A contingent of the Congressional Hispanic Caucus, led my Chairwoman Michelle Lujan Grisham, D-N.M. will travel to Tijuana, Mexico Saturday to speak with a group of deported veterans in hopes of streamlining the pathway to citizenship for non-citizens who have served in the U.S. military.
There are an estimated 230 non-U.S. citizen veterans who have been deported, according to a 2016 report by The American Civil Liberties Union.
“We need to do more than just promise veterans a fast track to citizenship after their military service,” said Lujan Grisham. “We need to do everything possible to help them apply, while also supporting them and their families to the highest degree possible.”
Representatives Joaquin Castro, D-Texas, Lou Correa , D-Calif., Vicente Gonzalez, D-Texas, D-Texas, Raul Grijalva, D-Ariz., Juan Vargas, D-Calif., and Nanette Diaz Barragán, D-Calif., will accompany Lujan to meet with 20-30 deported veterans and family members at the Deported Veterans Support House in Tijuana.
“Many lawful permanent resident service members are told by recruiters that they can quickly gain citizenship for themselves and their family after serving honorably,” said Lujan Grisham. “However, they are not advised that citizenship is not granted automatically and that they must actively seek citizenship through the standard, although expedited, application process.”
What the representatives hope to learn are the actual reasons why the veterans were deported and how they can be assisted.
A spokeswoman for Grijalva said it can range from the complicated immigration system and process to minor or even significant offenses.
A pathway towards citizenship does exist and like other immigration issues, requires administrative compliance and patience on the part of the applicant.
“The process of becoming a citizen is voluntary and controlled by USCIS,” said Lt. Col. Myles Caggins, spokesman, Department of Defense. “Not all vets choose to become citizens.”
U.S. Citizenship and Immigration Services offers a generous pathway for veteran immigrants to receive legal citizenship, especially if the veteran served in combat. But as Caggins said, not all choose to take advantage of the opportunity. This could then put their legal status in jeopardy.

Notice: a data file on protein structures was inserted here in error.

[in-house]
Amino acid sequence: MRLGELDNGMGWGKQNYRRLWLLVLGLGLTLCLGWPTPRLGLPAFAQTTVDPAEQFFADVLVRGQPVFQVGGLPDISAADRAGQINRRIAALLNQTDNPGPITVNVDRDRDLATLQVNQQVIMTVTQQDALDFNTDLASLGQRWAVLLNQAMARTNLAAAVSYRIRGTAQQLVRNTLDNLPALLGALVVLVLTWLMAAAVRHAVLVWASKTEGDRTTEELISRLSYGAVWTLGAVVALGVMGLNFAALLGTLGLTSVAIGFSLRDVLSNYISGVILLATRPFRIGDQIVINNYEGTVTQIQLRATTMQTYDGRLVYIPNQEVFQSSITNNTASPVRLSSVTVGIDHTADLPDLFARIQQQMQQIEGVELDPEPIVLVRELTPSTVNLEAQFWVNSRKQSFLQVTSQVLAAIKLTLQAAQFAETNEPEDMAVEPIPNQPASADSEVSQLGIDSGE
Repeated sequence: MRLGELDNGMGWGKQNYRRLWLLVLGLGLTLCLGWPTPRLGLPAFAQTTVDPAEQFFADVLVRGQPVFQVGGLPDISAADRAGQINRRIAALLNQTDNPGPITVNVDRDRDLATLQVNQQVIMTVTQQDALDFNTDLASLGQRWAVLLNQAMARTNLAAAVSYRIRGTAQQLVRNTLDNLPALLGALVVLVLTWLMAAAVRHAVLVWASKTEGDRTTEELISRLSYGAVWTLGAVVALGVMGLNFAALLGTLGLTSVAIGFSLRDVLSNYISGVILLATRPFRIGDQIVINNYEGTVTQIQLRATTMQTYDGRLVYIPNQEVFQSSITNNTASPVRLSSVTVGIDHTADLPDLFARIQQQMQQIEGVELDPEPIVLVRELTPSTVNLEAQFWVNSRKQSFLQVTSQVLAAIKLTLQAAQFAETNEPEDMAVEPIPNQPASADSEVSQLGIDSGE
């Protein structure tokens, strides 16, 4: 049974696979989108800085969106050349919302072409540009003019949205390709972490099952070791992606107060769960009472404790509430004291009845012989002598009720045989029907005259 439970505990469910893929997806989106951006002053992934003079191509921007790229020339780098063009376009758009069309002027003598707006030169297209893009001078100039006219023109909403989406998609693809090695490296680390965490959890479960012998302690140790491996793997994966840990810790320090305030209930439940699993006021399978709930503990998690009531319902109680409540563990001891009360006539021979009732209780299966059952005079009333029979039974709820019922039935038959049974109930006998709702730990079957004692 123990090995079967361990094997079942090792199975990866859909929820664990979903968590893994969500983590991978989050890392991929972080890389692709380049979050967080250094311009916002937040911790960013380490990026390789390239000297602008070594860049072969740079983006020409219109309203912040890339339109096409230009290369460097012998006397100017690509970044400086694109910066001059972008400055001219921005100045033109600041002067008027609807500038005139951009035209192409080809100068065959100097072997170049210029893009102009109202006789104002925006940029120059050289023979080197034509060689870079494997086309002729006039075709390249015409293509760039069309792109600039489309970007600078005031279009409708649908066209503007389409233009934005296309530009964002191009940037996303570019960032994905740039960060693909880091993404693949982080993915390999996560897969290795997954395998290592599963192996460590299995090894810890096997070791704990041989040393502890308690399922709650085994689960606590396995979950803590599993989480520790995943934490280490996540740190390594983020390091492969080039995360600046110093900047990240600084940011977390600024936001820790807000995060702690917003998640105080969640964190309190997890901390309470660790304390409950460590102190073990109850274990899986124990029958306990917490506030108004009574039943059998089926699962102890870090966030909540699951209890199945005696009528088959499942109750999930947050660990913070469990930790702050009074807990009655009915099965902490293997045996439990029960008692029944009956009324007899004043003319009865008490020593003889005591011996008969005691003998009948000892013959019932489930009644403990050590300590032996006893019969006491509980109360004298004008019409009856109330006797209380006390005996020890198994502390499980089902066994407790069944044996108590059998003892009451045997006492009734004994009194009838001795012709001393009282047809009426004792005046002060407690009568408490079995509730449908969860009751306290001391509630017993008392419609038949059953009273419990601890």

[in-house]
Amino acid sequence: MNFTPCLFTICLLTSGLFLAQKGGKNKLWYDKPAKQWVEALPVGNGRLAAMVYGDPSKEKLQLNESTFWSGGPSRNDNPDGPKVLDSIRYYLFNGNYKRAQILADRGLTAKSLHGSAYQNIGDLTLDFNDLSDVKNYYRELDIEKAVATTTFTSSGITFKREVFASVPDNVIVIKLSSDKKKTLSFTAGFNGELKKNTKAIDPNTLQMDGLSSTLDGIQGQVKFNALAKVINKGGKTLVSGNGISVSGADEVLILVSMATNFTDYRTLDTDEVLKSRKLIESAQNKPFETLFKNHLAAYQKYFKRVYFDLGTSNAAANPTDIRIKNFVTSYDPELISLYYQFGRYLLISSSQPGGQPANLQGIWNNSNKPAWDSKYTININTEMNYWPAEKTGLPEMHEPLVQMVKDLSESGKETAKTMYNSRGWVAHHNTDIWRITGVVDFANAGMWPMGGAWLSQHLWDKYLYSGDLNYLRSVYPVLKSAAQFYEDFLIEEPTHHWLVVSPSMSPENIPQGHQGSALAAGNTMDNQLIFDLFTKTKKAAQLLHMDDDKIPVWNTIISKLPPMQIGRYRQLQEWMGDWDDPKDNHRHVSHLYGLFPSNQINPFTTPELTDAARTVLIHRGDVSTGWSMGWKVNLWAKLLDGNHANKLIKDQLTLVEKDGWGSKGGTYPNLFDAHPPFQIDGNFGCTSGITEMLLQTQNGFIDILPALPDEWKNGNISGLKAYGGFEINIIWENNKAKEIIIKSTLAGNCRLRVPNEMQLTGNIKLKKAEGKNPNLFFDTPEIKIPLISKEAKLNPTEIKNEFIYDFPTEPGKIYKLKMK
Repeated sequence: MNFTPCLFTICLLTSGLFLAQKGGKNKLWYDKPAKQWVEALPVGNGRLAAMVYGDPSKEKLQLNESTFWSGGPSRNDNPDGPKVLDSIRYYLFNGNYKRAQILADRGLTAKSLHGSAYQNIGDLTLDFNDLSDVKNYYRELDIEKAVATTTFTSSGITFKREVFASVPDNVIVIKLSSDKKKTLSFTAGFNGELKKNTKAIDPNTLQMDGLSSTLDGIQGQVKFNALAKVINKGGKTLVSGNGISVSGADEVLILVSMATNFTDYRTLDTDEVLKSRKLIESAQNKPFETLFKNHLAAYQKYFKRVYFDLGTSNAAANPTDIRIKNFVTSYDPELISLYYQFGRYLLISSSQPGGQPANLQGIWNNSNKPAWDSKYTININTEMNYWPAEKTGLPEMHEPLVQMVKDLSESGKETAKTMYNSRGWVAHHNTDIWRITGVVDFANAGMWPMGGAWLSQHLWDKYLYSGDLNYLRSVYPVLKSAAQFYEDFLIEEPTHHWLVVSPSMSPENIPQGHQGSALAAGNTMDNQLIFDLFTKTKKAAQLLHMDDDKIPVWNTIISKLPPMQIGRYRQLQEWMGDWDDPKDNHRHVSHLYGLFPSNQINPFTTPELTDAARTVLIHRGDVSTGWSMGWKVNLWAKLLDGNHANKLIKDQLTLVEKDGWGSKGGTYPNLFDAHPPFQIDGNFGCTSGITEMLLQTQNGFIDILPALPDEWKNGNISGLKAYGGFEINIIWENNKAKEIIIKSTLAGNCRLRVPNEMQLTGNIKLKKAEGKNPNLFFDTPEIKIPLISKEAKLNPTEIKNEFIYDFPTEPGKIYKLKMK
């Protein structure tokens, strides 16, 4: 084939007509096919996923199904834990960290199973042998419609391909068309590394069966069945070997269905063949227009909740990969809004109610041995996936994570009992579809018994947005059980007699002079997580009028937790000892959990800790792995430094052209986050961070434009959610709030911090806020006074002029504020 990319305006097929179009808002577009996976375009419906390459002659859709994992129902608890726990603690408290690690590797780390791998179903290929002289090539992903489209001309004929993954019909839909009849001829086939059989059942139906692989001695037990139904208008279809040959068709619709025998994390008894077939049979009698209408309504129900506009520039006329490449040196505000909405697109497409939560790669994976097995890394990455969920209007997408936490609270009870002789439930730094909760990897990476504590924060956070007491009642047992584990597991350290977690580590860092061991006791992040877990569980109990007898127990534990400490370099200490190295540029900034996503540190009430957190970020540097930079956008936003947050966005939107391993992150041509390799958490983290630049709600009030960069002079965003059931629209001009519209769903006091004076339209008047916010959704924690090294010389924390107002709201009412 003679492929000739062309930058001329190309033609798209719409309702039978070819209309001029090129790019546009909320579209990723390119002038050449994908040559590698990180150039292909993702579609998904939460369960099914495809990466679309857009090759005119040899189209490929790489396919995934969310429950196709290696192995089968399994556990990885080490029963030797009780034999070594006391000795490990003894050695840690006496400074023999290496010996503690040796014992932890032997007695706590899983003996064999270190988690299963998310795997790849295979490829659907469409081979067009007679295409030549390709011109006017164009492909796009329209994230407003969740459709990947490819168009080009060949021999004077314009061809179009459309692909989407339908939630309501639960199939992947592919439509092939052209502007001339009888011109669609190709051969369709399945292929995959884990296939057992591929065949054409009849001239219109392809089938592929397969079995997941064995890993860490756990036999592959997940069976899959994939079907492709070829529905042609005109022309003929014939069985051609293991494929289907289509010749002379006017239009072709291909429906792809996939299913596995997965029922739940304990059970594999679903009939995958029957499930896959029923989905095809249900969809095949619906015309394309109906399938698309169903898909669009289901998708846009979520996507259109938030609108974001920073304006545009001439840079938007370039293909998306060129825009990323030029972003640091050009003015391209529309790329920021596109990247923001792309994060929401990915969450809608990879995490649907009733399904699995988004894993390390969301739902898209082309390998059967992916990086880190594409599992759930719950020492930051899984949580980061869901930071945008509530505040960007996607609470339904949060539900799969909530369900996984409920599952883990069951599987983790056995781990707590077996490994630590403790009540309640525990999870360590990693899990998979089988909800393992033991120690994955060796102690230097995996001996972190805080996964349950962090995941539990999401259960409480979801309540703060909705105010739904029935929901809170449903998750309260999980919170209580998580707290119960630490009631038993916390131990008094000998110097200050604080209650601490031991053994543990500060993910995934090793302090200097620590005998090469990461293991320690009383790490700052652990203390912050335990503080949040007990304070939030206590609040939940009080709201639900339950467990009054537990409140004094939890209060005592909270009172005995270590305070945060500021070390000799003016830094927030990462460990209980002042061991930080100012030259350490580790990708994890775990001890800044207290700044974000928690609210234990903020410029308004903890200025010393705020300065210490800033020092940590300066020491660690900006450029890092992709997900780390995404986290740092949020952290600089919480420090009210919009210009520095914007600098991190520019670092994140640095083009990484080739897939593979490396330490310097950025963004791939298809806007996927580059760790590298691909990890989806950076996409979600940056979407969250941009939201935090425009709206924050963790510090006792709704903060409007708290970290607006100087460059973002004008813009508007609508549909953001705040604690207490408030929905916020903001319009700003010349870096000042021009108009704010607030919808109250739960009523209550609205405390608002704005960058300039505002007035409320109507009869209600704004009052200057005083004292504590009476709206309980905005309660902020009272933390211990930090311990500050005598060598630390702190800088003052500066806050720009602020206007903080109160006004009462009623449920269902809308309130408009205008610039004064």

According to the USCIS website, a person who has served honorably in the U.S. armed forces at any time may be eligible to apply for naturalization under section 328 of the INA. The military community sometimes refers to this as “peacetime naturalization.” And for those who serve in an area of hostilities, for any period of time, even one day, during specifically designated periods of hostilities are eligible for naturalization under section 329 of the INA through such military service.
The process is surprisingly simple but does require an application process. Every military installation has a designated point-of-contact, generally in the personnel division or the Judge Advocate General’s office, who can assist in the application process.
Once the application has been received, the National Benefits Center will review the application and send it to the USCIS office closest to the veteran’s location. The USCIS office will set a date to interview the veteran to determine eligibility for naturalization. If the application for naturalization is approved, USCIS will provide a date to take the oath of allegiance.
According to an ICE official, nearly all U.S. military vets who get removed failed to follow through on the citizenship process available to them.
“If they are granted citizenship, then we don’t remove them unless they are denaturalized, which is significant and usually the result of a serious criminal conviction or major fraud somewhere along the process,” said the official. “Veterans have all the same available legal process (immigration proceeding and appeals) that anyone else here illegally has available as well.”
The official added that any action taken by ICE that may result in the removal of an individual with military service must be authorized by the senior leadership in a field office, following an evaluation by local counsel.
“ICE exercises prosecutorial discretion for members of the armed forces who have honorably served our country on a case-by-case basis when appropriate,” said the ICE official. “ICE specifically identifies service in the U.S. military as a positive factor that should be considered along with other factors in the totality of the circumstances when deciding whether or not prosecutorial discretion should be exercised. Still, applicable law requires ICE to mandatorily detain and process for removal individuals who have been convicted of aggravated felonies as defined under the Immigration and Nationality Act.”
As of March 2017, there were 11,349 non-U.S. citizens serving on active duty in the military. More than 100,000 service members have obtained citizenship through these programs. In the first quarter of FY 2017, UCIS received 1,566 military naturalization requests and approved 1,485.
The greatest numbers of lawful permanent resident service members come from the Philippines, Mexico, Jamaica, South Korea, and the Dominican Republic. Overall, there are about 608,000 foreign-born veterans of the U.S. armed forces from nations around the world.